The Committee shall certify on a nondiscretionary basis whether and the extent to which the Shareholder Return Goals have been met on or before the date on which the Company is required to make a book-entry registration or issue a certificate for Shares relating to the achievement of Shareholder Return Goals as set forth in Section 2(f)(viii). In the event the Committee certifies that the Threshold Total Shareholder Return Goal has not been met, then all of the Performance Units will be forfeited to the Company. In the event the Committee certifies that the Company has achieved the Maximum Total Shareholder Return Goal, the conditions shall be deemed to have been satisfied and the restrictions on a number of Performance Units equal to all of the Performance Units multiplied by two shall be removed as of the Measurement Date. In the event the Committee certifies that the Company has achieved a Total Shareholder Return that is between any of the Total Shareholder Return Goals set forth above, then the conditions with respect to the Performance Units shall be deemed to have been met for the number of Performance Units determined by linear interpolation between such Shareholder Return Goals and the restrictions on such Performance Units shall be removed as of the Measurement Date and the remainder of the Performance Units will be forfeited to the Company. The Committee has the final authority to determine on a nondiscretionary basis whether the Shareholder Return Goals have been met and to what extent. Notwithstanding the foregoing or any other provision of this Award Agreement to the contrary, in the event that the Committee certifies that the Company has achieved a Total Shareholder Return which is above the 75 th percentile of the Peer Group but the Total Shareholder Return of the Company is less than zero, then the conditions with respect to the Performance Units shall be deemed to have been satisfied and the restrictions on a number of Performance Units equal to the Above Target Total Shareholder Return Goal shall be removed as of the Measurement Date and the remainder of the Performance Units will be forfeited to the Company.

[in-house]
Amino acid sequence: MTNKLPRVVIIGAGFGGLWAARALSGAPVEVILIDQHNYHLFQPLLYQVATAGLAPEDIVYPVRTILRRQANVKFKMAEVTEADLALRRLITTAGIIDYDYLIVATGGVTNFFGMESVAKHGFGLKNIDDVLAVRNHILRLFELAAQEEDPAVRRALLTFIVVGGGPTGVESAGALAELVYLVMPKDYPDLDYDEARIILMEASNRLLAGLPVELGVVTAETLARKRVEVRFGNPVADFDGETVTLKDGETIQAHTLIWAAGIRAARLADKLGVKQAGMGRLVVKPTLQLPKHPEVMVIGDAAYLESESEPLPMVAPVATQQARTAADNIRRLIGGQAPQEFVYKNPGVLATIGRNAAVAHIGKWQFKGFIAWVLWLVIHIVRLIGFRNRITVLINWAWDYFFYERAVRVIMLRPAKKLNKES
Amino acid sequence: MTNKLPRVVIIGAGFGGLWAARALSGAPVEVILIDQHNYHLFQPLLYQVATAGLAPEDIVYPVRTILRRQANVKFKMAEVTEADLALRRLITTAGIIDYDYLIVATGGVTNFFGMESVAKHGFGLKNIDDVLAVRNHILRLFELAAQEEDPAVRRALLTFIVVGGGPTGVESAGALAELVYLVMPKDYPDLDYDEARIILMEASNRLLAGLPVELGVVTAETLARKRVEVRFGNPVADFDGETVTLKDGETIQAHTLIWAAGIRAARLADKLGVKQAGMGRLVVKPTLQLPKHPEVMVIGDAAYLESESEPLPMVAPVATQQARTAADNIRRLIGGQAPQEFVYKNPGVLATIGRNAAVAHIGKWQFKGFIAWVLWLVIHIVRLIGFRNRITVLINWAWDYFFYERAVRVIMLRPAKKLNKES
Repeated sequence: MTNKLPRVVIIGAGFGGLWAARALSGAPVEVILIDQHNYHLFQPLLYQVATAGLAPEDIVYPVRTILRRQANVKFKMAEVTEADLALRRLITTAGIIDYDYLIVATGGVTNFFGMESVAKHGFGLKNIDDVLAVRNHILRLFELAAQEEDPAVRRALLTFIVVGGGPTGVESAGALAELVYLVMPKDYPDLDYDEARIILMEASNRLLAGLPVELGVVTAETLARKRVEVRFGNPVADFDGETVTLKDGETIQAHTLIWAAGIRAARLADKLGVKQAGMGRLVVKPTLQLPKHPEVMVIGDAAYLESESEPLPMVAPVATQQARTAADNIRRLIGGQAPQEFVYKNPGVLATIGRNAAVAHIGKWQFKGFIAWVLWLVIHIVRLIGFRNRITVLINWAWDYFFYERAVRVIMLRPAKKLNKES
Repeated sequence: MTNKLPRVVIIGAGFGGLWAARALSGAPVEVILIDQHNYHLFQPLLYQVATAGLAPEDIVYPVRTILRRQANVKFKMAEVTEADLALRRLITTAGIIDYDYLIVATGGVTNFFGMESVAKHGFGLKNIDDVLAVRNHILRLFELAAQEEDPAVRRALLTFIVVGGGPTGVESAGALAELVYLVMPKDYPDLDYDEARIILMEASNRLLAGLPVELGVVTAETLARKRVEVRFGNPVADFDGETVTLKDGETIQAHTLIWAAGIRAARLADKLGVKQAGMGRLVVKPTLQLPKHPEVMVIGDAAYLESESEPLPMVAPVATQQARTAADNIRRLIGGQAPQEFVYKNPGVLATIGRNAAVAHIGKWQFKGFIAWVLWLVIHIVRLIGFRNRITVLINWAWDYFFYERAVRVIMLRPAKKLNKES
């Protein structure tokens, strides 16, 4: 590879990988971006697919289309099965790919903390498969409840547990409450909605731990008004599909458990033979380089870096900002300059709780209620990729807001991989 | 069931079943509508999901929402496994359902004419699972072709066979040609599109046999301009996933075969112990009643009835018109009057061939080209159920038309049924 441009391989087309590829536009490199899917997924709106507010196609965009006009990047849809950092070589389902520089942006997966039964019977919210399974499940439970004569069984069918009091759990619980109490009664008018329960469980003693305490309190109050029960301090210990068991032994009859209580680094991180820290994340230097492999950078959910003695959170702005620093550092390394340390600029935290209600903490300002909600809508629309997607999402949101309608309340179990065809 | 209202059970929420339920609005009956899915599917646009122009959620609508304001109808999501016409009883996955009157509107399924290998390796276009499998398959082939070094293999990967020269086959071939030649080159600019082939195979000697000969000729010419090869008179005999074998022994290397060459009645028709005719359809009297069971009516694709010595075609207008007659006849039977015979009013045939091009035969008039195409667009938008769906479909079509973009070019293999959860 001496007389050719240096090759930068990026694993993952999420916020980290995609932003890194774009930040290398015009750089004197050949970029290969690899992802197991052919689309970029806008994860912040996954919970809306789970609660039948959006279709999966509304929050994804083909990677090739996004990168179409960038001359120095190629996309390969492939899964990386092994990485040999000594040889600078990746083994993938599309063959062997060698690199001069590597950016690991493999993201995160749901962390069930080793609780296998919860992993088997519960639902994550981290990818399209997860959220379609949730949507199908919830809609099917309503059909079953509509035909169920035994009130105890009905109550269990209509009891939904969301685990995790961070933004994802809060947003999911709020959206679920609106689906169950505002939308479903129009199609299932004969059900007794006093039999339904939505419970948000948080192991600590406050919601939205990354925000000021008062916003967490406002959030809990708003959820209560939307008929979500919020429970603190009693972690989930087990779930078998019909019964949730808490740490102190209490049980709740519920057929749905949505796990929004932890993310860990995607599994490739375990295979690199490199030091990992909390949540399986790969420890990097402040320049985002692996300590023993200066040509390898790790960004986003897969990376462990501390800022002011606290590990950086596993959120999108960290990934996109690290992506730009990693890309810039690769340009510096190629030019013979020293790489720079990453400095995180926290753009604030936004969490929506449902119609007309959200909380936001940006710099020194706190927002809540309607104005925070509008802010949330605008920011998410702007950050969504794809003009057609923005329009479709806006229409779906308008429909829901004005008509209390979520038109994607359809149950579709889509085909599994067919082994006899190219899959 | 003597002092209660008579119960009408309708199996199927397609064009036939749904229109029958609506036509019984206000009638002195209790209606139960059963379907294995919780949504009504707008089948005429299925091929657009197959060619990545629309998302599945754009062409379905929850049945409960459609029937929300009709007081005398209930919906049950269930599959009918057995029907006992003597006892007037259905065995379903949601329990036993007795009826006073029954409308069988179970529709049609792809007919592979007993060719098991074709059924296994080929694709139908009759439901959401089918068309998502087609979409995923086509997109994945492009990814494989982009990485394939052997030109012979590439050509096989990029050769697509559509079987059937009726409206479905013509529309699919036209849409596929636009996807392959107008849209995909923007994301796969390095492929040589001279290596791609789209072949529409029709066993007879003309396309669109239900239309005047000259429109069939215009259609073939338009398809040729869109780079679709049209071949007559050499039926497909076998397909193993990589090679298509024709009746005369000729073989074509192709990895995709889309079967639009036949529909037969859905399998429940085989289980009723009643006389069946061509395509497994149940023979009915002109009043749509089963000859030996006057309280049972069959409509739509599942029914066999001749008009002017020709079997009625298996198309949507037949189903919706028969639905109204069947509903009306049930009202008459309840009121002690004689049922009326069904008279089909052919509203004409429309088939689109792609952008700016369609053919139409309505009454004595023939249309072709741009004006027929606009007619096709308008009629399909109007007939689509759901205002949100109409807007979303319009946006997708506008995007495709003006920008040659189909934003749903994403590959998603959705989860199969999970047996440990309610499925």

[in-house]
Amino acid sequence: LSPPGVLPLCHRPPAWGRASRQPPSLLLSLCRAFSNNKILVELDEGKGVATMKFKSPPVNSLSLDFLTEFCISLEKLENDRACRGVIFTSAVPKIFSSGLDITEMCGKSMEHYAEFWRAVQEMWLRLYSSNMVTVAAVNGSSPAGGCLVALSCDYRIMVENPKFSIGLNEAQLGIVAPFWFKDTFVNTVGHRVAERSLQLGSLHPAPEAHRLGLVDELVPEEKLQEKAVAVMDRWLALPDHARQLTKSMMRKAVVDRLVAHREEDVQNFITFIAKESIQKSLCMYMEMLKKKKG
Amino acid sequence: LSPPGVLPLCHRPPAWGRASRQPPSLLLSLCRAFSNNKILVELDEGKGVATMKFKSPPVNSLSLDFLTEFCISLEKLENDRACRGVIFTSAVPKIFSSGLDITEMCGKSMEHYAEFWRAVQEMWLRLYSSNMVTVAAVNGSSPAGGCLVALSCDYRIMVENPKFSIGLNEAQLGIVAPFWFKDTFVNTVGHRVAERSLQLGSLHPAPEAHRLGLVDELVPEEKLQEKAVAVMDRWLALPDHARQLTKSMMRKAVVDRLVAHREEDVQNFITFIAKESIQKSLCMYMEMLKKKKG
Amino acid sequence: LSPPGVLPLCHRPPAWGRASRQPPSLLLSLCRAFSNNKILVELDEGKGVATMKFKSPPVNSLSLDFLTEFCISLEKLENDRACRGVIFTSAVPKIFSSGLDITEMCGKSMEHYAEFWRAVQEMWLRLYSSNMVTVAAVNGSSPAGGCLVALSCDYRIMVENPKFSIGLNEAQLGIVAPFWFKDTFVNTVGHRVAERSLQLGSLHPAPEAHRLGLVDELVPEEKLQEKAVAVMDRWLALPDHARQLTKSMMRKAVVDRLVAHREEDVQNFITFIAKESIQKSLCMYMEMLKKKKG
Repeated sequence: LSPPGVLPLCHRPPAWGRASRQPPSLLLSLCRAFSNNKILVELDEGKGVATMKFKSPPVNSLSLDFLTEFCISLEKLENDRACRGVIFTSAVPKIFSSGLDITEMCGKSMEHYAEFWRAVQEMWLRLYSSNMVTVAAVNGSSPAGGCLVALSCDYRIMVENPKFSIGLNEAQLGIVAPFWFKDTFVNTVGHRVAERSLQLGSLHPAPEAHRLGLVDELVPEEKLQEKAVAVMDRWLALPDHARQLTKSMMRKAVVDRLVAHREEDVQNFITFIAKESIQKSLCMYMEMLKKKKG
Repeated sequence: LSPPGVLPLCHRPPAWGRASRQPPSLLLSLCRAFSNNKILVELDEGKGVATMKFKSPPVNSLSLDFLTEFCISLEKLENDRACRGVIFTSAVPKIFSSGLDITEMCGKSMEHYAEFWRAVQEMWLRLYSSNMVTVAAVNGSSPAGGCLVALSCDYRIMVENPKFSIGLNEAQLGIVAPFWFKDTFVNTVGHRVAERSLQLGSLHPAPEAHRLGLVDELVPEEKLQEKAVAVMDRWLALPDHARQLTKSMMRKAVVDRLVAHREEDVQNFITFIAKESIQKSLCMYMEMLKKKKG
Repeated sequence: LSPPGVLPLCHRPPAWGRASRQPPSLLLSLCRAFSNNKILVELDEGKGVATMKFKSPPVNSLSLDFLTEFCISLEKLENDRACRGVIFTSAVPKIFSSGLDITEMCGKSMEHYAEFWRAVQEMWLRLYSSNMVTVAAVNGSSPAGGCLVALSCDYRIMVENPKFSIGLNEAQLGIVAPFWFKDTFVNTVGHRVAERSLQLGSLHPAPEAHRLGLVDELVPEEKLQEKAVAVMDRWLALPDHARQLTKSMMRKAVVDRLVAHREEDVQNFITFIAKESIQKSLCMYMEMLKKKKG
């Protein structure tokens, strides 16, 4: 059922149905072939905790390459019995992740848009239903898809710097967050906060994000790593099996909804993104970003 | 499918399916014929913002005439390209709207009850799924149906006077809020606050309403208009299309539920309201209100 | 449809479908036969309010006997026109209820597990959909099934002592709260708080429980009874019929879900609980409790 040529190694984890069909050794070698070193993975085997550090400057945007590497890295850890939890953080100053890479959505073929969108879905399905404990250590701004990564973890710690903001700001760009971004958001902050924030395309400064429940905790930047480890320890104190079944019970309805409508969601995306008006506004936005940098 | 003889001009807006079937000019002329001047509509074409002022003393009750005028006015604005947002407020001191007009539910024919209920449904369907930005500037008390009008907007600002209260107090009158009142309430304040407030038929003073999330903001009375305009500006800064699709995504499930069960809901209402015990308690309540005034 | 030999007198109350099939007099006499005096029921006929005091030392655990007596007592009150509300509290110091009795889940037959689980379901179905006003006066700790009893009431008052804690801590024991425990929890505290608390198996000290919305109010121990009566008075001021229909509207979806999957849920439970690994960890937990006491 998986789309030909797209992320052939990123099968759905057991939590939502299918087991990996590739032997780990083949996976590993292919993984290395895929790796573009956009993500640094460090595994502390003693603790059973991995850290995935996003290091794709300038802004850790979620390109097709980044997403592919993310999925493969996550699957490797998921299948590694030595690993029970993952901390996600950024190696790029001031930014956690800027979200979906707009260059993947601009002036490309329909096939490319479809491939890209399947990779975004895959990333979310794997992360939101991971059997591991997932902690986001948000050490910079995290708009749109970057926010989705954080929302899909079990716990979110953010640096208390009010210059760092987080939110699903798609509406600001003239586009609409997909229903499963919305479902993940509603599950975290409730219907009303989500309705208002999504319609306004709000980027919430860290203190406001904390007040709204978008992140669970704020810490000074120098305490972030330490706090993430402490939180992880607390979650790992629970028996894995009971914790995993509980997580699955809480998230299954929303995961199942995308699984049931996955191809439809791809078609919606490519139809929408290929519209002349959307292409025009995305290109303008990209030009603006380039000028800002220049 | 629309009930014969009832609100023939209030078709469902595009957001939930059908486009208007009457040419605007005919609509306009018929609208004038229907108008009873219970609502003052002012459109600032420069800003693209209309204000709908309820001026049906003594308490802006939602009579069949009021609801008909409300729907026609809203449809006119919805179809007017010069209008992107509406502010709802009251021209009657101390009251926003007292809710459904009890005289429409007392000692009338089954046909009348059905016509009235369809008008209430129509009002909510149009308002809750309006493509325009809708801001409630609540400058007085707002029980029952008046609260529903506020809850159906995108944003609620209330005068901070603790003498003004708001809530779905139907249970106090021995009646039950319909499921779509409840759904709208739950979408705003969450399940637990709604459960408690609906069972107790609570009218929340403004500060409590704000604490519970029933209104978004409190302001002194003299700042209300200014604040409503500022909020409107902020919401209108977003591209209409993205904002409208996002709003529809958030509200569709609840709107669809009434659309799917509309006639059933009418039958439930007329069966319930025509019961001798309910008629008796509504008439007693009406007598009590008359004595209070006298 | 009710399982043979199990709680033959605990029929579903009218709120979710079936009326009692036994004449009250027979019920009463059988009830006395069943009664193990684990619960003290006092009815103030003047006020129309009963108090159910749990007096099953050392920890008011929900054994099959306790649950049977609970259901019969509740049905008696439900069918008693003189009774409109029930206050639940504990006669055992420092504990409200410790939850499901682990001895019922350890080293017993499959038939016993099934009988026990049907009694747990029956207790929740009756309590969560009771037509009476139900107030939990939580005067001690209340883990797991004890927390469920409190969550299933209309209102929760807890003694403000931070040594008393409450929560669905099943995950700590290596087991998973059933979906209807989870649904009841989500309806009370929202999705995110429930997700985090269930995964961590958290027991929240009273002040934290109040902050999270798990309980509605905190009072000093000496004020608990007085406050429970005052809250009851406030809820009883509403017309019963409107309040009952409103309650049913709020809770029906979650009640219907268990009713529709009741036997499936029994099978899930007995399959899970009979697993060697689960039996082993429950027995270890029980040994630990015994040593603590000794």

For purposes of measuring the Shareholder Return Goals with respect to the Company and each of the companies in the Peer Group: " Total Shareholder Return " shall mean the total shareholder return calculated by subtracting 1 from the following fraction: